So none of it is even remotely stupid if you look at it this way. In fact, looking at it this way science seems kinda silly, like those geeks who study lightsaber combat forms from Star Wars, and can tell you all about the differences between Ataru and Djem-So, or people who can tell you the entire genealogy of Numenorean kings from Ar-Pharazôn to Aragorn II Elessar. Yes, it can all be studied, and scientific methodology can be consistently applied to all of it, but that doesn’t mean any of it is real, in the ultimate meaning of it not existing only in some book, movie, someone’s head or a computer.

False dichotomies: global warming

I dislike the fact that the public intellectual space and discourse is defined by the false dichotomies.

You are either for global warming (they call it climate change now because there was no warming) or against it. You are either pro choice or pro life. You are either an antifascist or a fascist. You are either an atheist or you believe in one of the middle-Eastern bronze-age theologies. You either believe that all people are the same or you are a racist.

I think the cause of this is the fact that people are not very good at thinking and having coherent opinions, but they are far better at forming groups around simplistic concepts. If you can reduce an issue to being for or against something, then you can politically exploit idiots who are unable to think in more complex terms.

Let me explain what I think, using issues of global warming, abortion, fascism and religion as an example. Let’s start with global warming in this article, and go on from there.

I see Earth as a complex thermodynamic system; it seems to be the only place in the Solar system other than the Sun, that derives a significant portion of its warmth from nuclear energy. I shit you not – more than 80% of the energy that keeps the Earth’s core in a molten state is derived from either nuclear fission or radioactive decay. This is the reason why we have such a powerful electromagnetic field, unlike Venus and Mars. Earth has a magnetic field on par with the gas giants. This is because the Theia impact, some 4.31 BY ago, gave Earth enough heavy elements for two planets, while expelling the light elements into what later became the Moon. As a result, Earth has its own nuclear furnace that keeps the inner core spinning within the outer core and the mantle, producing a strong magnetic field. This heat emanates from the core and eventually into space.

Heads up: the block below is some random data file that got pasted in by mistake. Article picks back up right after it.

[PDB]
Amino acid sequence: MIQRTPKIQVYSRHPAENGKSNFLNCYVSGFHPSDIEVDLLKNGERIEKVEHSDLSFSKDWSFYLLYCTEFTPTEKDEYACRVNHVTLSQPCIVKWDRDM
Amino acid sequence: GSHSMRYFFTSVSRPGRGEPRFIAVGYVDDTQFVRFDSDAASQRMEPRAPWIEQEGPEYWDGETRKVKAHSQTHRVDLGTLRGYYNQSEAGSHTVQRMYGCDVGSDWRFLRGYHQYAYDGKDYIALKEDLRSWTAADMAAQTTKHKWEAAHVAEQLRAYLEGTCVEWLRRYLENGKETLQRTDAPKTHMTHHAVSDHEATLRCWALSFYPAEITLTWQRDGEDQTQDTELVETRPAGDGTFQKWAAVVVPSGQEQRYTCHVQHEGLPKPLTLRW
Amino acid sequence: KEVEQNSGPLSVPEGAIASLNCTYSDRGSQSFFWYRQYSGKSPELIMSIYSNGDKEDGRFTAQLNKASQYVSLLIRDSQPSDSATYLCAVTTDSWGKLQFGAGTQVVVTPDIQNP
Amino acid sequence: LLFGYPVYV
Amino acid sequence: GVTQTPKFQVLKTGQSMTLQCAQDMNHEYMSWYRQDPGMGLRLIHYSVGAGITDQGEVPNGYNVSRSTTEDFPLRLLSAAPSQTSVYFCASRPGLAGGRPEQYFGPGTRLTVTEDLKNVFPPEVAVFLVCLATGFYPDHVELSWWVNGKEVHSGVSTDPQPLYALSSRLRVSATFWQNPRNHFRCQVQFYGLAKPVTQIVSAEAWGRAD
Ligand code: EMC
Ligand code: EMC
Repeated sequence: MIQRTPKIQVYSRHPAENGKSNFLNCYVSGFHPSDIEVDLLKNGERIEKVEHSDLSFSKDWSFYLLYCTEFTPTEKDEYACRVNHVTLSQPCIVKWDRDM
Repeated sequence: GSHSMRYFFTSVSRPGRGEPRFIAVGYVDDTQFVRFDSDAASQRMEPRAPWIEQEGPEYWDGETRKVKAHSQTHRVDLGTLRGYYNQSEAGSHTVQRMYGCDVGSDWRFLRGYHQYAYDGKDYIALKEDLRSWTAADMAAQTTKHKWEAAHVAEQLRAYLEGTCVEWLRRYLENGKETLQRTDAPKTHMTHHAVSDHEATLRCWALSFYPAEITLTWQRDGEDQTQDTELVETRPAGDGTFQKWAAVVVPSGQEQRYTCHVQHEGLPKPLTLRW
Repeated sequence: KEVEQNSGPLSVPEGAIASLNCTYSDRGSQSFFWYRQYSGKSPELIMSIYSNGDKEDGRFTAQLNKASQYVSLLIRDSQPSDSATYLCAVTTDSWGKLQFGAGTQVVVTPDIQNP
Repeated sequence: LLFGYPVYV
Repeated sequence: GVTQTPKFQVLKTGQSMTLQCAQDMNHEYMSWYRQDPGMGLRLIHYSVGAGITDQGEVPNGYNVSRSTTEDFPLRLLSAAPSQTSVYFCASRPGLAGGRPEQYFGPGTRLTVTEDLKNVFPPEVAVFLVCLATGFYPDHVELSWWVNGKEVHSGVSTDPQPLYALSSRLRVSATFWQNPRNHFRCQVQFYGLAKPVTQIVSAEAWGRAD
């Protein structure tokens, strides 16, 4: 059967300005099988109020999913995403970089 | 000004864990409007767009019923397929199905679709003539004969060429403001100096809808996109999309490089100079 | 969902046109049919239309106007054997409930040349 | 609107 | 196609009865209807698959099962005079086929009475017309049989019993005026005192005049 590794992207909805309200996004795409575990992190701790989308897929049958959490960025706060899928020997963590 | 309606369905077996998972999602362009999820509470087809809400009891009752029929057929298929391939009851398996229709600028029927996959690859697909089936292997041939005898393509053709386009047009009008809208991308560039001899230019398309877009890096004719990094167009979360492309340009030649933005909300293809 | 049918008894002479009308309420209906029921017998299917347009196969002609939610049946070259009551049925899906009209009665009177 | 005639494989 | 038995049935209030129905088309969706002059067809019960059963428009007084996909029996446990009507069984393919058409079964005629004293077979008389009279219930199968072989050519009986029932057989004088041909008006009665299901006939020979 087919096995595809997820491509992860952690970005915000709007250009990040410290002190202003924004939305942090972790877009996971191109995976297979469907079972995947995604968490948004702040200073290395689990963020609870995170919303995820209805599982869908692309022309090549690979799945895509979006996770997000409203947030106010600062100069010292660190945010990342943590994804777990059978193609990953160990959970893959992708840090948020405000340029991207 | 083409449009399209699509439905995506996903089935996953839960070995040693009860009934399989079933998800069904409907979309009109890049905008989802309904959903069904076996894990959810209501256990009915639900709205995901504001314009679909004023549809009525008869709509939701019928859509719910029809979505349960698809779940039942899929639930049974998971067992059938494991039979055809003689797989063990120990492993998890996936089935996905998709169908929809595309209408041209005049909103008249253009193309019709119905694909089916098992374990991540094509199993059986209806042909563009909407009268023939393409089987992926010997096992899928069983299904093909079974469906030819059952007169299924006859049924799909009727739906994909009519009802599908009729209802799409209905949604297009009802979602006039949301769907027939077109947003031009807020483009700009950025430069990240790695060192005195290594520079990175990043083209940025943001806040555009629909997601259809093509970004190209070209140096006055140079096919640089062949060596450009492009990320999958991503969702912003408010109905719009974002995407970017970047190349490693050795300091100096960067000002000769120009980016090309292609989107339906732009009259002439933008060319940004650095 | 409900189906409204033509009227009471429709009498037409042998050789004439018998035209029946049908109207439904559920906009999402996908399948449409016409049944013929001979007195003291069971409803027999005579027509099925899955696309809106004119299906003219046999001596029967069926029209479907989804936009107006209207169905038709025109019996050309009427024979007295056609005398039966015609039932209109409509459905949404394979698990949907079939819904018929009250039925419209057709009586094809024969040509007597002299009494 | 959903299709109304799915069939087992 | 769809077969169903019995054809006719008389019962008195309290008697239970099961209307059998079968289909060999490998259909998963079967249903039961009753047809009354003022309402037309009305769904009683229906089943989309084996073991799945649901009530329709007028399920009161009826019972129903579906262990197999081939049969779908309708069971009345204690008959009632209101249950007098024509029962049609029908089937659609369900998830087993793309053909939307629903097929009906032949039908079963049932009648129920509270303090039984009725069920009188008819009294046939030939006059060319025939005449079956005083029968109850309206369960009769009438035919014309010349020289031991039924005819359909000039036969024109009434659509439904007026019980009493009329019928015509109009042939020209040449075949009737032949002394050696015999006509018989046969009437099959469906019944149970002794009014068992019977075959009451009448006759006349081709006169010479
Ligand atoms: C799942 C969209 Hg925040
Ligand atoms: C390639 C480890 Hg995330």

The second source of Earth’s energy is the Sun, which, obviously, heats up the atmosphere, the oceans and the crust during the day, and this energy radiates into space during the night. The speed of this release of energy can be moderated by the buffers, also called the glasshouse gasses. Also, since the equatorial areas absorb more solar energy than the poles, there is a thermal gradient between those. Depending on the amount of buffers in the atmosphere and the layout of the continents and the oceans, there is a certain variability to this thermal gradient between the equator and the poles; if the oceans can’t bring the energy from the equator to the poles quickly enough, the Earth starts warming up.